Aside from being channel-centric, there was a lot of talk about becoming customer-centric. Really focusing on the needs of end users and getting beyond voice solutions. Karyn Mishima touched on how the consumer experience is now driving change and expectations around what Avaya has to deliver today in the enterprise. Not just new ways to communicate ' Facebook, Second Life, etc., but in new contexts such as retail kiosks in banks and telemedicine. There wasn't the Web 2.0 focus I saw at BroadSoft Connections earlier this month, but Avaya is playing in a different league, and are bringing elements of 2.0 in their own way. I saw some pretty interesting Web/voice mashups in their Demo display, but these are still in the lab. They won't be coming to market until next year, and what I saw looked very much like what's running today on BroadWorks Xtended.
I'm not an IT guy, and given Avaya's Bell Labs pedigree, there were a lot of technical presentations that I could only follow to a degree. However, it's clear to me that they're leveraging their Ubiquity acquisition pretty heavily, especially for their Unified Communications Solution. It was often mentioned how the majority of the installed base out there is still TDM, and to bring customers along into IP, they need to seamlessly support H.323 and SIP.
Other updates of note include One-X Mobile, which extends the PBX feature set to the mobile phone, with support for all the major handsets (and not just smartphones) and operating systems. For the broader Unified Communications solution, Jorge Blanco provided an extensive progress report, talking about how they've established a reference architecture to support enhancements across all touchpoints and applications ' the desktop, mobile phones, Web access, messaging and conferencing. Other developments of note include their Intelligent Presence Server which aggregates presence across multiple communication modes, and Session Manager, which among other things provides better interoperability for third party application developers. That said, there was not much about videoconferencing or social media/collaboration solutions, but there's plenty here for most enterprise uses.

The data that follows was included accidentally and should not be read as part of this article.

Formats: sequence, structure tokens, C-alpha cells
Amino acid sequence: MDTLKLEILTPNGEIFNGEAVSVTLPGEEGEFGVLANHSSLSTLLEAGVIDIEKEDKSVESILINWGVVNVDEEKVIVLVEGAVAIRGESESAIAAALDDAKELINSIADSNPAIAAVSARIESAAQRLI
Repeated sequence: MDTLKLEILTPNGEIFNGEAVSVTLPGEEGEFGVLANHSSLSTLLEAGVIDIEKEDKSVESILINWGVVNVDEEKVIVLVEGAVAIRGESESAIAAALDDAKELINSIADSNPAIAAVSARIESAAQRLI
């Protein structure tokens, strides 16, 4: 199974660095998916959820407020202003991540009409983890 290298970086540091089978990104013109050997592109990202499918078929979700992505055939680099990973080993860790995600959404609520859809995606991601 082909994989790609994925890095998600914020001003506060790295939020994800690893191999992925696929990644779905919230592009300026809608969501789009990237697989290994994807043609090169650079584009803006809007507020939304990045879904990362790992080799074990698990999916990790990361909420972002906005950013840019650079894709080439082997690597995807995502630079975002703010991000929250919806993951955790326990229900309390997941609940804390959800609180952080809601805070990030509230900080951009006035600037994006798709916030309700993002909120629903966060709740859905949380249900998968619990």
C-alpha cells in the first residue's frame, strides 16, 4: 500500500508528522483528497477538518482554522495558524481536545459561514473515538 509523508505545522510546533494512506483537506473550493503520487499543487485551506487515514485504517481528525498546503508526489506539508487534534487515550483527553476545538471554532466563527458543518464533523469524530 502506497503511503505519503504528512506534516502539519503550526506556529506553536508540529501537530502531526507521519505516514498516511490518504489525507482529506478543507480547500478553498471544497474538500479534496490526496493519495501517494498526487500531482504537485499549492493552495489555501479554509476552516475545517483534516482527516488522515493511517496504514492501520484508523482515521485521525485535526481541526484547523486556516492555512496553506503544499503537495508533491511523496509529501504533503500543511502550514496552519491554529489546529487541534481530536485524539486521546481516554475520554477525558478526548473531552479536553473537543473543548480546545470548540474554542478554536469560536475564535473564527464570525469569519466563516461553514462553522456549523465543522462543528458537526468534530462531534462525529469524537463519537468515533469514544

SME is another key focus, and while Cisco has made similar proclamations, this space seems like a better sweet spot for Avaya. Geoffrey Baird runs this unit and pointed out how fragmented this market is. Nothing new there, but going into a down economy, this matters for both vendors and buyers alike. Avaya is profitable and well-capitalized, and not many of their competitors can say yes to both of these. Vendors with a focused offering who execute well and develop strong channel programs will do well, and that's the story we were being told/sold. I came away feeling pretty good about Avaya's chances here with IP Office, and Geoffrey cited some solid proof points to back this up (but I can't share those).
To get SMEs buying IP communications solutions in today's market, they really need to see attractive ROI metrics. I think there's a real opportunity here for vendors to tailor their ROI stories in the context of a business slowdown. SMEs will be looking to cut costs wherever possible, and while I didn't see any Avaya ROI scenarios, it sounds like they understand its importance for nervous business owners. SMEs also need manageable financing or leasing programs, and this is an area where Avaya's financial strength gives them a competitive edge. All else being equal, this can be the deal maker for SMEs deciding among comparable solutions from multiple vendors, and it looks like Avaya is playing that card pretty well.
I could go on, but will leave it at that. They packed a lot into a day and a half, but it felt about right, and it certainly was time well spent. Overall, I'd say Avaya is about as well positioned as one could expect, and I sure like their chances. The overall mood seems upbeat and energized, and based on my impressions from talking to people there, the move to privatization was the best medicine. It will be interesting to see who fills the full time CEO role, but the team in place today looks pretty solid to me, and next year should give us some strong clues as to how well this translates into growth.
Technorati tags: Avaya, Jon Arnold